Sentence Examples with the word state of affairs

The Turkish government realized by this time the strength of the hostile combination, and in view of the serious state of affairs in Yemen, hesitated to undertake another campaign in the deserts of Nejd.

The Japanese had not waited to gain command of the sea before beginning the sea transport of that part of their troops allotted to Korea: The roads of that country were so poor that the landing had 3 A vivid picture of the state of affairs in the navy at this period is given in Semenov's Rasplata (Eng.

This state of affairs was defined and developed in the course of centuries, till it produced the present state of centralization, according to a law which can equally be observed in other societies.

View more

Such was the state of affairs when Oscar II., surrounded by his late brother's advisers, began his reign.

Notwithstanding the fact that the banking law raised the tax-free note issue in 1911 from 400 to 600 millions of kronen, in 1913 the bank was unable to avoid incurring tax payments for notes issued in excess of the amount allowed free of tax, a state of affairs which had no parallel in the bank's history.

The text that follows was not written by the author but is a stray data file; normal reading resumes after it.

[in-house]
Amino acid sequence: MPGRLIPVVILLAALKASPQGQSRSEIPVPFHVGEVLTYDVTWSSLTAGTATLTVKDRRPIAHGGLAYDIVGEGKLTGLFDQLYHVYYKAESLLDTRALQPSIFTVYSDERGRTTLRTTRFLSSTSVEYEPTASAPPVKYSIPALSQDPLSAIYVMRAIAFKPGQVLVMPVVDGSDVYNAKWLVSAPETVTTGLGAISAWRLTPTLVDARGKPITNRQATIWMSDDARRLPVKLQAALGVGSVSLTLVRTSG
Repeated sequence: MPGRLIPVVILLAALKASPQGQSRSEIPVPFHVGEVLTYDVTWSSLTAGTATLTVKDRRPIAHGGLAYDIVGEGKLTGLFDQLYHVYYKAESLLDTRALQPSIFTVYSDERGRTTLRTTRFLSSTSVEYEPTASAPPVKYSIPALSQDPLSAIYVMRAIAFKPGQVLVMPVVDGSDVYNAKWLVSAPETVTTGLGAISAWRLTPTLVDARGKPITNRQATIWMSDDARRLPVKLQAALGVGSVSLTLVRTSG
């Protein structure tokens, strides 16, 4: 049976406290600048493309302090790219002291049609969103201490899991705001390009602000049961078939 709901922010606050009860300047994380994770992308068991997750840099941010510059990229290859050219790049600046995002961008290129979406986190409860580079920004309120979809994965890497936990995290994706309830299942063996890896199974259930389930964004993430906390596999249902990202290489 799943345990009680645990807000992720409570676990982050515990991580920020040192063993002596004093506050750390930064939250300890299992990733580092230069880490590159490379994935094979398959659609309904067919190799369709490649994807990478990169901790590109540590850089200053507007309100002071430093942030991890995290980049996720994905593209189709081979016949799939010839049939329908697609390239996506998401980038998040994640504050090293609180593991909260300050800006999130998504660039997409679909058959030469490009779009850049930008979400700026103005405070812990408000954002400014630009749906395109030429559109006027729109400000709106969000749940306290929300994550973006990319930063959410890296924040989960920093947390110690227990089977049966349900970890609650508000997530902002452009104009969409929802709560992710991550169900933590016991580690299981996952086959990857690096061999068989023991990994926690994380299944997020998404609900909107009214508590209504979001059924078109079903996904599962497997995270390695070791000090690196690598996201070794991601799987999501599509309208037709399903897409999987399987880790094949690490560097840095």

First (a), in the earlier biblical writings which describe the state of affairs under the Hebrew monarchy there is not this fundamental distinction among the Levites, and, although a list of Aaronite high-priests is preserved in a late source, internal details and the evidence of the historical books render its value extremely doubtful (1 Chron.

Extravagant expenditure on railways and public works, loose administration of finance, the cost of colonial enterprise, the growing demands for the army and navy, the impending tariff war with France, and the overspeculation in building and in industrial ventures, which had absorbed all the floating capital of the country, had combined to produce a state of affairs calling for firm and radical treatment.

While such was the domestic state of affairs during the period of self-government, the settlers cherished large territorial views.

In Little Russia, where the allotments were personal (the mir existing only among state peasants), the state of affairs does not differ for the better, on account of the high redemption taxes.

In principle it was even held to be the debtor for the amount; hence the inhabitants were jointly responsible, a state of affairs which was not suppressed till the time of Turgot, and even then not completely.